Q: A couple of days ago, there was an article in another paper that said Australia has not had a mass shooting since 1996, when they made major changes to their gun control laws. Two questions: Is this true, and if so, what gun control laws does Australia currently have?
—Perry Penton, Smyrna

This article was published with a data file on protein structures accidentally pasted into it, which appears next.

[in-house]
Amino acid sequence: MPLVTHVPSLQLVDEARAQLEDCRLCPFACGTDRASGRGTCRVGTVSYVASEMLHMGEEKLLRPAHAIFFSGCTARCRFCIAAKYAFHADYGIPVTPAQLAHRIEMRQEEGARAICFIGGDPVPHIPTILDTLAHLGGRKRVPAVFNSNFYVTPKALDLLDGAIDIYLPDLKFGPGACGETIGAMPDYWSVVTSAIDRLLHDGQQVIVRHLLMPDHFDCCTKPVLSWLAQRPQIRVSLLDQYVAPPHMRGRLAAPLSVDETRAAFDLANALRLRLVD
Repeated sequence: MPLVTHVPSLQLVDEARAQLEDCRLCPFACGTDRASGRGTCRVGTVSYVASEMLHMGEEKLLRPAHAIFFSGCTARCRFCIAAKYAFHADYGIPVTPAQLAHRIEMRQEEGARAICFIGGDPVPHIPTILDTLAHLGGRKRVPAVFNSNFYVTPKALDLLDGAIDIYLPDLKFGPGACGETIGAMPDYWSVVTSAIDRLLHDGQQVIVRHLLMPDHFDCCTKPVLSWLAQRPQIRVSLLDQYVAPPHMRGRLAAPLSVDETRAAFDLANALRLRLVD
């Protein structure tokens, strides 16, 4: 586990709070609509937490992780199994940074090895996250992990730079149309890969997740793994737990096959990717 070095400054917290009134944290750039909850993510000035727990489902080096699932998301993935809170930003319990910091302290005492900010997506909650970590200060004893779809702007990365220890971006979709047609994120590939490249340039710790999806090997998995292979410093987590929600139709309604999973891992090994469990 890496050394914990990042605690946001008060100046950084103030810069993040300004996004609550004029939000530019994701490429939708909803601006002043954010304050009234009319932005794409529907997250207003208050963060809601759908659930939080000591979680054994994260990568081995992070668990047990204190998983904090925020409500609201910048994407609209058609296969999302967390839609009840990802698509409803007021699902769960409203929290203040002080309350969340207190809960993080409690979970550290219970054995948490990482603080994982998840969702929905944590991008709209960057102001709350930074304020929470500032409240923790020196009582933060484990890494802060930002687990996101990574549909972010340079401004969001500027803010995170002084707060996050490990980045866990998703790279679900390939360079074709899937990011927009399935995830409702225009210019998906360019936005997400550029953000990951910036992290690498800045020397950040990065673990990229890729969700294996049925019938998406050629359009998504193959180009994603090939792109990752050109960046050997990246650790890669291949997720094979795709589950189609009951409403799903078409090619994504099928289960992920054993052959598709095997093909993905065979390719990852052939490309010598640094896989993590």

A: There hasn’t been a mass murder in Australia since April 1996, when 35 people were killed at a tourist spot in Tasmania. Twelve days after the shootings, spurred by John Howard – the prime minister from 1996-2007 — the Australian government passed the National Firearms Agreement, which banned all semiautomatic rifles and semiautomatic and pump-action shotguns, and imposed a stricter licensing system that includes background checks and waiting periods on other firearms, according to published reports. A gun buyback program was launched, and the government bought and destroyed “more than 631,000 of the banned guns at a cost of $500 million,” from Oct. 1, 1996 to Sept. 30, 1997, according to The Wall Street Journal. Philip Alpers, an adjunct associate professor at the University of Sydney who runs GunPolicy.org, which tracks gun violence and gun laws, told ABCNews.com: “Tens, if not hundreds of thousands of gun owners simply, voluntarily gave up guns that they did not need to give up. You could not be a gun owner during that period and not feel terribly persecuted, terribly under threat from public opinion. The commentaries were vicious.” Australians must demonstrate a “justifiable need” – such as being a farmer or sport shooter — to own a gun.
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